Paul Poiret invented the fashion designer as we know them. The cult of celebrity around the couturiers was more or less his invention. One might call him the father of fashion marketing (even though he learned a lot about that from Worth, too.)
The time is the beginning of the twentieth century, the setting is Paris. Mass-production is threatening to surpass the haute couture. Why would people keep buying expensive clothes, when they could have the knock-offs for a considerably lower price? Poirets answer would have been: “Because I am an artist, not a dressmaker.” And the high society wanted his art.
Poiret had previously worked with Charles Frederick Worth and Jacques Doucet. He learned that most importantly, times were changing and the olden ways of making fashion wouldn’t get him anywhere anymore. He opened his house in 1903 and quickly became one of the most influential pre-WW I fashion designers.
Inspired by the moderninst movements going on around him in all arts: Art Nouveau,Cubism, Post-impressionism, Futurism and Dadaism in the arts; Art Deco in architecture and furniture; the revolutionary new direction in music and dance brought about by the Ballet Russes‘ team of genius insurgents: composer Igor Stravinsky, choreographer Sergei Diaghilev and dancers Isadora Duncan and Vaslav Nijinski.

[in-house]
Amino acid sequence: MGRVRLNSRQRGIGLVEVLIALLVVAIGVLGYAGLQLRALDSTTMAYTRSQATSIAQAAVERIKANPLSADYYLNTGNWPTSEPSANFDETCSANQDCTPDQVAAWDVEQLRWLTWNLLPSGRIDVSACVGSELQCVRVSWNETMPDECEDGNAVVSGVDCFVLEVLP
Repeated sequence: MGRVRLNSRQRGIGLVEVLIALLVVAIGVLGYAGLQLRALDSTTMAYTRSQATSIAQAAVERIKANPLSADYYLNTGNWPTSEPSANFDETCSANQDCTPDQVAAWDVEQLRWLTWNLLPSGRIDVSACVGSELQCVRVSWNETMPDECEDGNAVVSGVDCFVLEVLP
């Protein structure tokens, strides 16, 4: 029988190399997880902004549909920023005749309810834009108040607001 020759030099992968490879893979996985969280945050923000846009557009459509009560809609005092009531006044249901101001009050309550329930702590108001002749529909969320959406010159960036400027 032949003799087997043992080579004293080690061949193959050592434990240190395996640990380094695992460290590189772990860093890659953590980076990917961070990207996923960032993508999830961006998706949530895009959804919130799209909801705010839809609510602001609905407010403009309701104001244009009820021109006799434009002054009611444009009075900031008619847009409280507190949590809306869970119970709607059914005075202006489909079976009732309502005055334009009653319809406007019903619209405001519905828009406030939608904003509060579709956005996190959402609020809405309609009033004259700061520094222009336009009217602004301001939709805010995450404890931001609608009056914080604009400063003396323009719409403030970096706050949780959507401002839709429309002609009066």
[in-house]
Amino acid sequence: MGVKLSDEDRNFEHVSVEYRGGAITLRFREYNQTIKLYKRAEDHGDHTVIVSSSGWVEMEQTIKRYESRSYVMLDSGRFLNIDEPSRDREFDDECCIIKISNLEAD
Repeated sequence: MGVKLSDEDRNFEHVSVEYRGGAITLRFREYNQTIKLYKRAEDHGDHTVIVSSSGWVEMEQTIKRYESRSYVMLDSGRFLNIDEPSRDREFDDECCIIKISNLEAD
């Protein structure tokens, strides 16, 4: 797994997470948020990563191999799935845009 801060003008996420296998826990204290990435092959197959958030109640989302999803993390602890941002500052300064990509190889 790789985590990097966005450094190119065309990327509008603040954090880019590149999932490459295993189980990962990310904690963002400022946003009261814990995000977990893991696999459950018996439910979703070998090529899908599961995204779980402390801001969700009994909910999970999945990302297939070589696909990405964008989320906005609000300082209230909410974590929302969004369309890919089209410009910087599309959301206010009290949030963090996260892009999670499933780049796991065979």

Imagine, how new this time was, how truly modern it must have felt! Suddenly, art, music, houses -nothing is what it used to be like anymore! And then comes Poiret and offers his oriental inspired Harem Pants to women. What a brave new world!
The puffs and bustles and ruffles from the 19th Century – gone. Women want to look like columns, straight lines, but colorful and artsy! Poiret hires many of his contemporary illustrators, like Raoul Dufy, Paul Iribe and Georges LaPape, to design these magnificent, new, and very powerful patterns. He holds the first after-show party or you might call it a PR event, called “Thousand and Second Night” at his Paris home, a masked ball to which all guests were to dress orientally or get dressed by him.
His bold use of color was a very new thing in fashion. He himself throws in some fabulous metaphors describing them:
“The taste for the refinements of the eighteenth century had led all women into a sort of deliquescence. Nuances of nymph’s thigh, swooning mauves, tender blue hortensias, all that was soft, washed-out, and insipid, was held in honour. I threw into this sheepcote a few rough wolves; reds, greens, violets, royal blues, that made all the rest sing aloud.“ (Met Museum)
Paul Poiret truly takes fashion into modernity. What he doesn’t do, even though he claims it (like Vionnet, Chanel and some others, too), is freeing the women from the corset. His so-called “hobble skirt” (as illlustrated above) even makes it more difficult to walk, thus the name, but women will always go to great lenghts (and even hobble) for fashion, no news there.
Mongolian/ Russian coat; Russian inspired coat with a dessin by Raoul Dufy, and the famous Harem Pants
So, Paul Poiret is the first of the designers explored here, with others soon to follow. I hope you enjoyed this.